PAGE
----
A Tiring Frustration.

Sometimes I wish I could go back to the time in my life when I liked bikes, but not liked bikes. What I mean by that is a “bike” was just a bike, and I didn’t think too much beyond that. Things were changed out when they broke, not because I felt a need to change things “just because”. And tires were just tires, and always black. I never thought about tires until I got a flat.

This previous “golden” era ended around 2005, when I did my first bike tour and realized that I’d like a nicer bike. While I indeed have owned nicer bikes since then, it started me on this whole road of Bike Fanciness, of stressing about aesthetics and esoterics. While this definitely makes for interesting reading (either for you, dear reader, or for me, because I like those blogs too), it sometimes comes back to bite you in the ass.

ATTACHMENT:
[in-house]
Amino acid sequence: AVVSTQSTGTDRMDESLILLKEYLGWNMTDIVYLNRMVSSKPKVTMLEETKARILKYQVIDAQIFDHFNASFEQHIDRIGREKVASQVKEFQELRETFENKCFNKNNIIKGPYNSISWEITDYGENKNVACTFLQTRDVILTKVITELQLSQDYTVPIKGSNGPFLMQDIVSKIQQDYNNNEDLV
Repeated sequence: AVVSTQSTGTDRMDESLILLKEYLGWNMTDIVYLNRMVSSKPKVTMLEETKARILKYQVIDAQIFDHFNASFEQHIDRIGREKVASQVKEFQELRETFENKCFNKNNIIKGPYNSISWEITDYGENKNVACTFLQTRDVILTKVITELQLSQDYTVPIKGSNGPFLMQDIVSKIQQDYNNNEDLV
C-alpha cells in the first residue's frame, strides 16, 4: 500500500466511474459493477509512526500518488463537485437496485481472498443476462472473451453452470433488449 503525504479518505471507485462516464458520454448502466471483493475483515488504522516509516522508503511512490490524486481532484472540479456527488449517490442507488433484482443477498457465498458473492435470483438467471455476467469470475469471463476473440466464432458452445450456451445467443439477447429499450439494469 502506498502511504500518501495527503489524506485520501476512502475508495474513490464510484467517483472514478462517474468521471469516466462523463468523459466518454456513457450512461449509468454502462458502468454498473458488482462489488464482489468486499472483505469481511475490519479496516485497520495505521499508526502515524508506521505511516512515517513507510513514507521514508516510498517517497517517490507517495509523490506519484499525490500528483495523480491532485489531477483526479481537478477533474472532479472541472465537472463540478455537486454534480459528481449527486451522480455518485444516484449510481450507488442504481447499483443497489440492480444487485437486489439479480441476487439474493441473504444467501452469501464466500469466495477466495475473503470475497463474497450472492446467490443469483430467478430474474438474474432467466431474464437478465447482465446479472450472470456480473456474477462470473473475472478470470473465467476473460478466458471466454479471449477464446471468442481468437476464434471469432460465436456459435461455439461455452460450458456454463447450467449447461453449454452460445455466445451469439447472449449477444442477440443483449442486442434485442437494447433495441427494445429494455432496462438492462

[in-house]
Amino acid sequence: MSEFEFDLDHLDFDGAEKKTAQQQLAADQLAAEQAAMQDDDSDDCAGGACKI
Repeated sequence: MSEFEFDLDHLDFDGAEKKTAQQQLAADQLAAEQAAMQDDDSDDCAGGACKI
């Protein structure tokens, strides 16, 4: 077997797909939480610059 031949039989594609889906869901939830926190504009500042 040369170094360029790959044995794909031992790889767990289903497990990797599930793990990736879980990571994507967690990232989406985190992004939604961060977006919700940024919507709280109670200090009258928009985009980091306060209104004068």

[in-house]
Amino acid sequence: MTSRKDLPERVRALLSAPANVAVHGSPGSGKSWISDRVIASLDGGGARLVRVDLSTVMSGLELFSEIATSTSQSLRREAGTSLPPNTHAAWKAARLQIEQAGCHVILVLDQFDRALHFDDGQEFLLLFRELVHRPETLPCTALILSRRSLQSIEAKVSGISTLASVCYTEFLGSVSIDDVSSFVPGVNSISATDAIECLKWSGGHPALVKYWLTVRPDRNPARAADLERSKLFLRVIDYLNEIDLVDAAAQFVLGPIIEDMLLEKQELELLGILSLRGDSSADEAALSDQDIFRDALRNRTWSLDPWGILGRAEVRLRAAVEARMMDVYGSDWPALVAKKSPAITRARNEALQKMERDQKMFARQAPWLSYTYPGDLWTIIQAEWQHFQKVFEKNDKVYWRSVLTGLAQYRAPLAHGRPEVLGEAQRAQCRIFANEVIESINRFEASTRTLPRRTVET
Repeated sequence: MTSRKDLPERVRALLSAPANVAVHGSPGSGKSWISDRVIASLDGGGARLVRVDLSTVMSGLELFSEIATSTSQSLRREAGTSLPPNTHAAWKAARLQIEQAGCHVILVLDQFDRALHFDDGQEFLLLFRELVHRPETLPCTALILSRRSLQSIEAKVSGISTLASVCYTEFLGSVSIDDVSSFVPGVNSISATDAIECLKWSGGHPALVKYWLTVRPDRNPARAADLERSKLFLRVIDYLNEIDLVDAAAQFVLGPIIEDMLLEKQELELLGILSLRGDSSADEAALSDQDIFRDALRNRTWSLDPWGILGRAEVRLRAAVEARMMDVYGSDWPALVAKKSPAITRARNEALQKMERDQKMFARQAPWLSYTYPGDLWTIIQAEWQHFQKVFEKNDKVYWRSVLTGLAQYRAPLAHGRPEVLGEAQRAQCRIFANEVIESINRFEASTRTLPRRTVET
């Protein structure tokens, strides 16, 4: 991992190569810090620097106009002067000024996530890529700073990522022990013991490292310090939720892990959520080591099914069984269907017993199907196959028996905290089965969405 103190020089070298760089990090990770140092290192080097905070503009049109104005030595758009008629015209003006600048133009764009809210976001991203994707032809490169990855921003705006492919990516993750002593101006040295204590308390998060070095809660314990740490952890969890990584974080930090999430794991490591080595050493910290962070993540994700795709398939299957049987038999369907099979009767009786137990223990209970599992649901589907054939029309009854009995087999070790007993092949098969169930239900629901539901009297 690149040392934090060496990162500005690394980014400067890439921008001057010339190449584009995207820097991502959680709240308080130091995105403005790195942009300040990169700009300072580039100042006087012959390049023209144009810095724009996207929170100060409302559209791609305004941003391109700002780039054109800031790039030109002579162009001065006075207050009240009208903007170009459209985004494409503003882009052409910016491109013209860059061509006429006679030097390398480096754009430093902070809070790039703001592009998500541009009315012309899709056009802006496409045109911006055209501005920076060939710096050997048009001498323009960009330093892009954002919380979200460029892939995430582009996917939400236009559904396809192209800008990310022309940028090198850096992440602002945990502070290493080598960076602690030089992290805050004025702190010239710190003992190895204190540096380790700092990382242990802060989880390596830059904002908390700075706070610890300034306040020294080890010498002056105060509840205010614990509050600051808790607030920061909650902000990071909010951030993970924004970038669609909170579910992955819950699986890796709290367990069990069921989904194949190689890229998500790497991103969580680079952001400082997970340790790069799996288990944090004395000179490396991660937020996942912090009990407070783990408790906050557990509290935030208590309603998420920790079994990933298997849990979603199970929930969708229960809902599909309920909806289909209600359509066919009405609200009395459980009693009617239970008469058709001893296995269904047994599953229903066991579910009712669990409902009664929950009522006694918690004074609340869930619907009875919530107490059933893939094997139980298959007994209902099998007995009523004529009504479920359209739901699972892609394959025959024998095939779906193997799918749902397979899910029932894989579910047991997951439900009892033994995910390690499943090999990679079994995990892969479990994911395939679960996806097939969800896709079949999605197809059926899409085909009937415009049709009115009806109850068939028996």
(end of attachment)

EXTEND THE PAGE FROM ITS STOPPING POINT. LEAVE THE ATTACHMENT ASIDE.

Which brings me back to tires. Over the past years tires are the part of the bike I obsess too much over. I want nice tires. I want nice looking tires, and also nice performing tires. This seems to be an endless quest.